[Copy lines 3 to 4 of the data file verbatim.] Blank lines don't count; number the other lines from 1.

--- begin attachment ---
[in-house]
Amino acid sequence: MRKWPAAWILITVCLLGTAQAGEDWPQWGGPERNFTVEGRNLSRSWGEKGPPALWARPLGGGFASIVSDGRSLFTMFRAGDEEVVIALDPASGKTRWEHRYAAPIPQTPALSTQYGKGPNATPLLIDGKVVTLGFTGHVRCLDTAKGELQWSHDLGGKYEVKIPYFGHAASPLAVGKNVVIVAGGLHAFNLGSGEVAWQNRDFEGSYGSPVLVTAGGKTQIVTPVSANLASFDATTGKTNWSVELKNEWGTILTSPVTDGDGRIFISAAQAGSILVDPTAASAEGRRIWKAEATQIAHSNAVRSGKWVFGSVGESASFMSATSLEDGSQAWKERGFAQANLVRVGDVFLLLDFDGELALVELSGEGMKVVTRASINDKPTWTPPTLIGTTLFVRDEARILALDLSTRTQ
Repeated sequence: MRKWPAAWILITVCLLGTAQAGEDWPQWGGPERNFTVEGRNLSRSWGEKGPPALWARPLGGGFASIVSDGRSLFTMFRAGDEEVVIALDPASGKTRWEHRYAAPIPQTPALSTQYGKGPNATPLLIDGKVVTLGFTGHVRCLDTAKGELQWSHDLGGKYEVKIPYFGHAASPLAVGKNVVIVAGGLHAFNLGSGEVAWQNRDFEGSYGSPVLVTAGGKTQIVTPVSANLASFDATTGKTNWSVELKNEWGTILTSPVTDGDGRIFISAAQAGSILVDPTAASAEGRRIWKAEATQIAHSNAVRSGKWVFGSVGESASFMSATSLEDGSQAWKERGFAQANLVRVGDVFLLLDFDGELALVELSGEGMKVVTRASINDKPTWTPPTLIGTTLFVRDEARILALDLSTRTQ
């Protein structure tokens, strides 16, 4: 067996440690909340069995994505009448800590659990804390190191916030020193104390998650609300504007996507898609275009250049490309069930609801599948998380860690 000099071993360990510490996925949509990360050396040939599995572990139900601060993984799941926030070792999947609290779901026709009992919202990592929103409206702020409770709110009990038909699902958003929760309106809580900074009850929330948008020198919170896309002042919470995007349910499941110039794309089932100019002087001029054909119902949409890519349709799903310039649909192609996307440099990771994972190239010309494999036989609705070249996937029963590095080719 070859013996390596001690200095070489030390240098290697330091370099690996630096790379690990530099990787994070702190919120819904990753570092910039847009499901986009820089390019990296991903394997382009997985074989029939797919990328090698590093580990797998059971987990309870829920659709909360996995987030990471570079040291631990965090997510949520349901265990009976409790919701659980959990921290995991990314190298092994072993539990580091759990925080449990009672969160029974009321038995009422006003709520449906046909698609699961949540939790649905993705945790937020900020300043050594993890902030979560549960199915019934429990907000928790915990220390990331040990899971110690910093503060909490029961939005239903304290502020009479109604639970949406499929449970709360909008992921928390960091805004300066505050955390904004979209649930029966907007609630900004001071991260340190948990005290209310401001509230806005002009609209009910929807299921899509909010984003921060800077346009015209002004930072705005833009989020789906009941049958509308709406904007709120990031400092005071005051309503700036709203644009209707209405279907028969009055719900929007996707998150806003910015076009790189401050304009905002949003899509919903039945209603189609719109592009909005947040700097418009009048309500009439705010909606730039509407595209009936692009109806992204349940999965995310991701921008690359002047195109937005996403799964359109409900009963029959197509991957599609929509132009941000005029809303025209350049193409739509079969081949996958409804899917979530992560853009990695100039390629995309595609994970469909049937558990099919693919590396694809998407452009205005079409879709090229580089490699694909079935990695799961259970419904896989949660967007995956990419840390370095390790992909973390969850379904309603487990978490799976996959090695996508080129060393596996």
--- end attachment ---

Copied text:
Repeated sequence: MRKWPAAWILITVCLLGTAQAGEDWPQWGGPERNFTVEGRNLSRSWGEKGPPALWARPLGGGFASIVSDGRSLFTMFRAGDEEVVIALDPASGKTRWEHRYAAPIPQTPALSTQYGKGPNATPLLIDGKVVTLGFTGHVRCLDTAKGELQWSHDLGGKYEVKIPYFGHAASPLAVGKNVVIVAGGLHAFNLGSGEVAWQNRDFEGSYGSPVLVTAGGKTQIVTPVSANLASFDATTGKTNWSVELKNEWGTILTSPVTDGDGRIFISAAQAGSILVDPTAASAEGRRIWKAEATQIAHSNAVRSGKWVFGSVGESASFMSATSLEDGSQAWKERGFAQANLVRVGDVFLLLDFDGELALVELSGEGMKVVTRASINDKPTWTPPTLIGTTLFVRDEARILALDLSTRTQ
């Protein structure tokens, strides 16, 4: 067996440690909340069995994505009448800590659990804390190191916030020193104390998650609300504007996507898609275009250049490309069930609801599948998380860690 000099071993360990510490996925949509990360050396040939599995572990139900601060993984799941926030070792999947609290779901026709009992919202990592929103409206702020409770709110009990038909699902958003929760309106809580900074009850929330948008020198919170896309002042919470995007349910499941110039794309089932100019002087001029054909119902949409890519349709799903310039649909192609996307440099990771994972190239010309494999036989609705070249996937029963590095080719 070859013996390596001690200095070489030390240098290697330091370099690996630096790379690990530099990787994070702190919120819904990753570092910039847009499901986009820089390019990296991903394997382009997985074989029939797919990328090698590093580990797998059971987990309870829920659709909360996995987030990471570079040291631990965090997510949520349901265990009976409790919701659980959990921290995991990314190298092994072993539990580091759990925080449990009672969160029974009321038995009422006003709520449906046909698609699961949540939790649905993705945790937020900020300043050594993890902030979560549960199915019934429990907000928790915990220390990331040990899971110690910093503060909490029961939005239903304290502020009479109604639970949406499929449970709360909008992921928390960091805004300066505050955390904004979209649930029966907007609630900004001071991260340190948990005290209310401001509230806005002009609209009910929807299921899509909010984003921060800077346009015209002004930072705005833009989020789906009941049958509308709406904007709120990031400092005071005051309503700036709203644009209707209405279907028969009055719900929007996707998150806003910015076009790189401050304009905002949003899509919903039945209603189609719109592009909005947040700097418009009048309500009439705010909606730039509407595209009936692009109806992204349940999965995310991701921008690359002047195109937005996403799964359109409900009963029959197509991957599609929509132009941000005029809303025209350049193409739509079969081949996958409804899917979530992560853009990695100039390629995309595609994970469909049937558990099919693919590396694809998407452009205005079409879709090229580089490699694909079935990695799961259970419904896989949660967007995956990419840390370095390790992909973390969850379904309603487990978490799976996959090695996508080129060393596996």